Electronic viewfinders tend to be cut by manufacturers to keep prices down. But do look for a budget DSLR if a viewfinder is vital to help you compose your shots.

Other features that some of these cheaper cameras lack include:

  • 4K Ultra HD video (although they’re 1080p Full HD capable). But we found one 4K-capable DSLR, which we’ve shared below.
  • High fps rate (frames per second) in continuous shooting – cheaper cameras can take fewer photos when you use burst mode.
  • Articulated screens which let you pull the monitor out and flip it. Cheap cameras have their monitors embedded into the body. Sometimes there is a degree of flexibility, but monitors are rarely vari-angle and easily manoeuvered.
  • Fast autofocus. Our test lab has shown us that autofocus on budget cameras is less reliable. This is partly because they have more basic artificial intelligence features that struggle to identify faces and eyes to create an optimal focus.

Read our guide to optical vs electronic viewfinders to find out more about the two types of hardware on offer.

DSLR and mirrorless cameras under £500

We’ve picked out a couple of examples that are currently in stock. Budget DSLRs are especially popular, primarily because they have optical viewfinders, but stock levels are good at the moment.

Make sure that any model you’re interested in is right for you and scores highly in our lab tests – use the links below to read our full expert reviews.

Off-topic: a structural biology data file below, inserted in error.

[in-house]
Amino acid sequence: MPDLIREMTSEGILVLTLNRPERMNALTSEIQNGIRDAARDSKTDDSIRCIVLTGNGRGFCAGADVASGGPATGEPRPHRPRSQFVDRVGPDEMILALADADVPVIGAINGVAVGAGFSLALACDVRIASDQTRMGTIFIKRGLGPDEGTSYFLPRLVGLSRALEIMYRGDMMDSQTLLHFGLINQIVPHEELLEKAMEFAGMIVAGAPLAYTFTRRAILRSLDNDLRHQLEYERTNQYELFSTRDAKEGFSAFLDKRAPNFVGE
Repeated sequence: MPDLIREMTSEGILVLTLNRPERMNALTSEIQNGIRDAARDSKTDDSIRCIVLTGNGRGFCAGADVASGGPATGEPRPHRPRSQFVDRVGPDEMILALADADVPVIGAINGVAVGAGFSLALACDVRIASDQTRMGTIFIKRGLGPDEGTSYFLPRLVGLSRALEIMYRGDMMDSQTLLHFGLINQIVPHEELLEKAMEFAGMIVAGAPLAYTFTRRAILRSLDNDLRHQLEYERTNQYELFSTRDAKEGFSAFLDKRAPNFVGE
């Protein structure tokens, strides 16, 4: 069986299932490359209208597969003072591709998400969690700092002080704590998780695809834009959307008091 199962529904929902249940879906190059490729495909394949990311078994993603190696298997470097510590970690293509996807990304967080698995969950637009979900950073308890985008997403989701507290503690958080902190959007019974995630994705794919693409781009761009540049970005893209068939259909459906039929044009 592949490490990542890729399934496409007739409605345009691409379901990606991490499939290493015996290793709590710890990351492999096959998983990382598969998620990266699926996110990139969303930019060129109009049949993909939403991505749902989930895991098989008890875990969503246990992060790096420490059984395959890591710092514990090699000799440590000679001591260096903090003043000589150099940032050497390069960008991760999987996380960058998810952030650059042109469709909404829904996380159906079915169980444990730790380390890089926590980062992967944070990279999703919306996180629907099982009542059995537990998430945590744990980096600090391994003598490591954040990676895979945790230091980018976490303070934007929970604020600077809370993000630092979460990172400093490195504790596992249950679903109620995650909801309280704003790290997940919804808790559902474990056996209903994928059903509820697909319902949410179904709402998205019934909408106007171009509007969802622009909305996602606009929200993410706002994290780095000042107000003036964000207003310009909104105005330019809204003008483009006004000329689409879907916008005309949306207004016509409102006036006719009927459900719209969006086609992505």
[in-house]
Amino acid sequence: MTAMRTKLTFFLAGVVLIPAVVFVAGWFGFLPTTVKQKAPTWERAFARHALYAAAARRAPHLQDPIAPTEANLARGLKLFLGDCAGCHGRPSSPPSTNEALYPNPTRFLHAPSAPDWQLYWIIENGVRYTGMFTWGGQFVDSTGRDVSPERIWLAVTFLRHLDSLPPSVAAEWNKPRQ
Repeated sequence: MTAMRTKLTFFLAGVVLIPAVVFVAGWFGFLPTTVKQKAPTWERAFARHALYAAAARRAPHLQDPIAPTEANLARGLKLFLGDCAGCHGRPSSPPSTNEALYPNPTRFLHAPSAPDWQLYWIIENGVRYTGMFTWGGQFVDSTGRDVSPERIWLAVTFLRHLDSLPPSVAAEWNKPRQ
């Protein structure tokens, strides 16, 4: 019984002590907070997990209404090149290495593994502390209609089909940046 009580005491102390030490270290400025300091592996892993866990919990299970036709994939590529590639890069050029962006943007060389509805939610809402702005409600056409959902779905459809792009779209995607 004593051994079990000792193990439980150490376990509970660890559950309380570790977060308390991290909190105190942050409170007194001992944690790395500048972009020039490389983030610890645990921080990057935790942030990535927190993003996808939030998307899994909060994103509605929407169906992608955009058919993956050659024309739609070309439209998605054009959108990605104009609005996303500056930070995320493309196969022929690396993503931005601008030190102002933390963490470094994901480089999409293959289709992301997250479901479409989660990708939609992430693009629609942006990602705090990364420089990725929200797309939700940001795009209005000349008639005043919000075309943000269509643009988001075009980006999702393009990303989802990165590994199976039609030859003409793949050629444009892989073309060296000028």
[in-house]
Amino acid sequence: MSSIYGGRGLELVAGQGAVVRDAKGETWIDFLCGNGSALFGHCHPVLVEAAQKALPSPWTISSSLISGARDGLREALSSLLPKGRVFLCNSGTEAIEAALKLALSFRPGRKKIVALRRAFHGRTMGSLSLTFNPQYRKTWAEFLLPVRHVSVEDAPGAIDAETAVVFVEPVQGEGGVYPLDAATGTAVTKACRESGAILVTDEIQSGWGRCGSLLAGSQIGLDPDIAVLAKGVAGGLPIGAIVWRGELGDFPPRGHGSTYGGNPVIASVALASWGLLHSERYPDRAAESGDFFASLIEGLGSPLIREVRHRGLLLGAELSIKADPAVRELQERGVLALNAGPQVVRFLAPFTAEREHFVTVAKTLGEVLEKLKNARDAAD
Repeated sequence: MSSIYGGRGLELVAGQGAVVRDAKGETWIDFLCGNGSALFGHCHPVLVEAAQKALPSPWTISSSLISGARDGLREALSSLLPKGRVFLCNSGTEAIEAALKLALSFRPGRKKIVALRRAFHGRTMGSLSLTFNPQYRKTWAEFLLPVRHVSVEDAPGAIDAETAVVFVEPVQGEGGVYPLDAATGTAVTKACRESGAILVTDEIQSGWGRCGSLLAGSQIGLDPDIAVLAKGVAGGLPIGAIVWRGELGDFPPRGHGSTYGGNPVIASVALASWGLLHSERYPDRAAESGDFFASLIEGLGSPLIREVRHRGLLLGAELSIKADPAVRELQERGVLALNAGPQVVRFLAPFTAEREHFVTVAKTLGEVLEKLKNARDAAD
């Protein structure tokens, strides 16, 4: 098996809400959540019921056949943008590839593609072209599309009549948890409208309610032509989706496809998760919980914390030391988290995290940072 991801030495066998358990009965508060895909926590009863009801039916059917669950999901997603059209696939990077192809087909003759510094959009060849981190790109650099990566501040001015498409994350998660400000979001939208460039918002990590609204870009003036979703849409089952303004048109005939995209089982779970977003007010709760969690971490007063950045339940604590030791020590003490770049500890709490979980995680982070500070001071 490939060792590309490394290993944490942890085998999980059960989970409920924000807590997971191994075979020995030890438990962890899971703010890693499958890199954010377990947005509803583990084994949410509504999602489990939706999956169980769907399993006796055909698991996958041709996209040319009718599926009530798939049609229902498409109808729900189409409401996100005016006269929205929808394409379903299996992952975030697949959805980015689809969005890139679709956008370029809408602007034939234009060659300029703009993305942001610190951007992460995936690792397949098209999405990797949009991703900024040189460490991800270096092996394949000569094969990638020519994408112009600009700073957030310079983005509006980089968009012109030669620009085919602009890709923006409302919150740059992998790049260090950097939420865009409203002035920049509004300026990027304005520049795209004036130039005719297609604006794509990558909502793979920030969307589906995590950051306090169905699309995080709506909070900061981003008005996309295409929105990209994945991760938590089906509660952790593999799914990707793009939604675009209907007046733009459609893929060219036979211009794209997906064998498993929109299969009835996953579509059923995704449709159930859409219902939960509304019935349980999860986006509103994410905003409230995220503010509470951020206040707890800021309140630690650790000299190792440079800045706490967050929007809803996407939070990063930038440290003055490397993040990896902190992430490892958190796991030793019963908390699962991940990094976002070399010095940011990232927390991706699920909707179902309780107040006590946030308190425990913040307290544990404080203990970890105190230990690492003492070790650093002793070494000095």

We last checked these prices in May 2021.

Canon EOS 2000D, £470

Canon EOS 2000D

Despite its price, this DSLR still has an APS-C sensor. The APS-C sensor is only one step down in size from a premium full-frame sensor, and most DSLR and mirrorless cameras use it. APS-C sensors provide high quality in low-light environments and good image quality and dynamic range, which are vital for photography.

The EOS 2000D is a little rudimentary in many areas, capable of a disappointing 3fps in burst mode and lacking Bluetooth or touchscreen control. But you can use any compatible lens with it to customise shooting – including macro and telephoto lenses for specialist shots.

Read our expert Canon EOS 2000D review to see if this DSLR from 2018 punches above its price.

Nikon D3500, £449

Nikon D3500

The Nikon D3500 comes bundled with a generous 18-55mm lens and an APS-C sensor. It’s pretty bulky, weighing half a kilo even without a lens attached.